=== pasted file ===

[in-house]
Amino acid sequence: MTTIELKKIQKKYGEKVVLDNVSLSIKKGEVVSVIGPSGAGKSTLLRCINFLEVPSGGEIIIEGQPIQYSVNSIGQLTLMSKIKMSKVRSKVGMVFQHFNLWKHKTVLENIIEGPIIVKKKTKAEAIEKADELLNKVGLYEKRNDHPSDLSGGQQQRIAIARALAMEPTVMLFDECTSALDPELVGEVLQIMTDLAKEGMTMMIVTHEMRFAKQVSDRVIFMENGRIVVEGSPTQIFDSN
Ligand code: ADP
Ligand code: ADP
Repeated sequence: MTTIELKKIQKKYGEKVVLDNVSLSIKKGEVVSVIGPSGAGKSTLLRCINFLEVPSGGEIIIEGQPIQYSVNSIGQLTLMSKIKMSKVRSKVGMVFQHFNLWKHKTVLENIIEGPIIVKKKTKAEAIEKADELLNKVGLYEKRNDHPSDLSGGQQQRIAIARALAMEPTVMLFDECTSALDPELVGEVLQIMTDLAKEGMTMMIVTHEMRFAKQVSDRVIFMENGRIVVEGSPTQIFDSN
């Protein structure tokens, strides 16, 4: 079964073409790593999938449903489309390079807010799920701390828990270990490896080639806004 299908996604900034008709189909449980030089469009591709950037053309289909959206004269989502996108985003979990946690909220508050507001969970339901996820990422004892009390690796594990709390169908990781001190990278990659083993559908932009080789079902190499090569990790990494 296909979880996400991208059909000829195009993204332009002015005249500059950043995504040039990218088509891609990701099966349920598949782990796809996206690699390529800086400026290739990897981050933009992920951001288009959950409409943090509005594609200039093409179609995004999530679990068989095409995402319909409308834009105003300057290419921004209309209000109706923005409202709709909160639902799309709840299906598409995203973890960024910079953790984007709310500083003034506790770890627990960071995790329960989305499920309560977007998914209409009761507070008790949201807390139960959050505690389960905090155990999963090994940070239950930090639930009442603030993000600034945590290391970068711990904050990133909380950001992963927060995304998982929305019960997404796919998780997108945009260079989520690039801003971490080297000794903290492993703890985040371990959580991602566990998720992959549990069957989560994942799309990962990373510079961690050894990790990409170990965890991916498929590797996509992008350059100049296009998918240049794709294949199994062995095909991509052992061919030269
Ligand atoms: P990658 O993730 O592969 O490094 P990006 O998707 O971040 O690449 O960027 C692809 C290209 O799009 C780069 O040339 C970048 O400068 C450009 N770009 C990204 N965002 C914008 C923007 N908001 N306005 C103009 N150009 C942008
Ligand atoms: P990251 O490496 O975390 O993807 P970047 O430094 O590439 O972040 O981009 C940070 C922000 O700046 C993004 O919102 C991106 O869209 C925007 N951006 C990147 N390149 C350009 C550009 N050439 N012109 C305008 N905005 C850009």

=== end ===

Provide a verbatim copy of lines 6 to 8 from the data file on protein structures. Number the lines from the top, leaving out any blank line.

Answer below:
């Protein structure tokens, strides 16, 4: 079964073409790593999938449903489309390079807010799920701390828990270990490896080639806004 299908996604900034008709189909449980030089469009591709950037053309289909959206004269989502996108985003979990946690909220508050507001969970339901996820990422004892009390690796594990709390169908990781001190990278990659083993559908932009080789079902190499090569990790990494 296909979880996400991208059909000829195009993204332009002015005249500059950043995504040039990218088509891609990701099966349920598949782990796809996206690699390529800086400026290739990897981050933009992920951001288009959950409409943090509005594609200039093409179609995004999530679990068989095409995402319909409308834009105003300057290419921004209309209000109706923005409202709709909160639902799309709840299906598409995203973890960024910079953790984007709310500083003034506790770890627990960071995790329960989305499920309560977007998914209409009761507070008790949201807390139960959050505690389960905090155990999963090994940070239950930090639930009442603030993000600034945590290391970068711990904050990133909380950001992963927060995304998982929305019960997404796919998780997108945009260079989520690039801003971490080297000794903290492993703890985040371990959580991602566990998720992959549990069957989560994942799309990962990373510079961690050894990790990409170990965890991916498929590797996509992008350059100049296009998918240049794709294949199994062995095909991509052992061919030269
Ligand atoms: P990658 O993730 O592969 O490094 P990006 O998707 O971040 O690449 O960027 C692809 C290209 O799009 C780069 O040339 C970048 O400068 C450009 N770009 C990204 N965002 C914008 C923007 N908001 N306005 C103009 N150009 C942008
Ligand atoms: P990251 O490496 O975390 O993807 P970047 O430094 O590439 O972040 O981009 C940070 C922000 O700046 C993004 O919102 C991106 O869209 C925007 N951006 C990147 N390149 C350009 C550009 N050439 N012109 C305008 N905005 C850009």